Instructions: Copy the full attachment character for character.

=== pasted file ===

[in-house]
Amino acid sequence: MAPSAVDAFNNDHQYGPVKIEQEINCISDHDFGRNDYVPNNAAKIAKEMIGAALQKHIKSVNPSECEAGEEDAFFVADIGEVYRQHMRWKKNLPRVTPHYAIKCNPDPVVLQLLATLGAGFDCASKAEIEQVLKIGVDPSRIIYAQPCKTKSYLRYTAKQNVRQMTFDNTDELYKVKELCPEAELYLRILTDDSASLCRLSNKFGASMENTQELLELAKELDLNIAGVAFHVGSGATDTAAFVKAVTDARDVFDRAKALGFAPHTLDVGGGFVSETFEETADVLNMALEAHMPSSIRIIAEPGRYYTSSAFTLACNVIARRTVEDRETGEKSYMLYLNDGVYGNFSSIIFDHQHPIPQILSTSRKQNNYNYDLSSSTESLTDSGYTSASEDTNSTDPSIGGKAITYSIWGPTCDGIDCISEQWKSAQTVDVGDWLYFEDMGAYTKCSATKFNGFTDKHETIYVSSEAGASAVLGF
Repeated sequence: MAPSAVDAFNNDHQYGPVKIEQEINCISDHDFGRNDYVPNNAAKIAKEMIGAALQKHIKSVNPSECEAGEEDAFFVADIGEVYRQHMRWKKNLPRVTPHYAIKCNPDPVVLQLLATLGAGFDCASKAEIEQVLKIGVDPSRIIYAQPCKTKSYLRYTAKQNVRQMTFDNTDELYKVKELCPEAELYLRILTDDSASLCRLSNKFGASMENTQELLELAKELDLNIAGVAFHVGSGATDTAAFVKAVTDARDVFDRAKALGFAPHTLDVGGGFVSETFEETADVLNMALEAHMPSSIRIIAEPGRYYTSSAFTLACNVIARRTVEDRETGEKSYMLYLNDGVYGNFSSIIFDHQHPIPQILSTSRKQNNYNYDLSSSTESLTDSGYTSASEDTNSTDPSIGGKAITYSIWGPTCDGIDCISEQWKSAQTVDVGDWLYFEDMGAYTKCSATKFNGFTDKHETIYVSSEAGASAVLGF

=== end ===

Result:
[in-house]
Amino acid sequence: MAPSAVDAFNNDHQYGPVKIEQEINCISDHDFGRNDYVPNNAAKIAKEMIGAALQKHIKSVNPSECEAGEEDAFFVADIGEVYRQHMRWKKNLPRVTPHYAIKCNPDPVVLQLLATLGAGFDCASKAEIEQVLKIGVDPSRIIYAQPCKTKSYLRYTAKQNVRQMTFDNTDELYKVKELCPEAELYLRILTDDSASLCRLSNKFGASMENTQELLELAKELDLNIAGVAFHVGSGATDTAAFVKAVTDARDVFDRAKALGFAPHTLDVGGGFVSETFEETADVLNMALEAHMPSSIRIIAEPGRYYTSSAFTLACNVIARRTVEDRETGEKSYMLYLNDGVYGNFSSIIFDHQHPIPQILSTSRKQNNYNYDLSSSTESLTDSGYTSASEDTNSTDPSIGGKAITYSIWGPTCDGIDCISEQWKSAQTVDVGDWLYFEDMGAYTKCSATKFNGFTDKHETIYVSSEAGASAVLGF
Repeated sequence: MAPSAVDAFNNDHQYGPVKIEQEINCISDHDFGRNDYVPNNAAKIAKEMIGAALQKHIKSVNPSECEAGEEDAFFVADIGEVYRQHMRWKKNLPRVTPHYAIKCNPDPVVLQLLATLGAGFDCASKAEIEQVLKIGVDPSRIIYAQPCKTKSYLRYTAKQNVRQMTFDNTDELYKVKELCPEAELYLRILTDDSASLCRLSNKFGASMENTQELLELAKELDLNIAGVAFHVGSGATDTAAFVKAVTDARDVFDRAKALGFAPHTLDVGGGFVSETFEETADVLNMALEAHMPSSIRIIAEPGRYYTSSAFTLACNVIARRTVEDRETGEKSYMLYLNDGVYGNFSSIIFDHQHPIPQILSTSRKQNNYNYDLSSSTESLTDSGYTSASEDTNSTDPSIGGKAITYSIWGPTCDGIDCISEQWKSAQTVDVGDWLYFEDMGAYTKCSATKFNGFTDKHETIYVSSEAGASAVLGF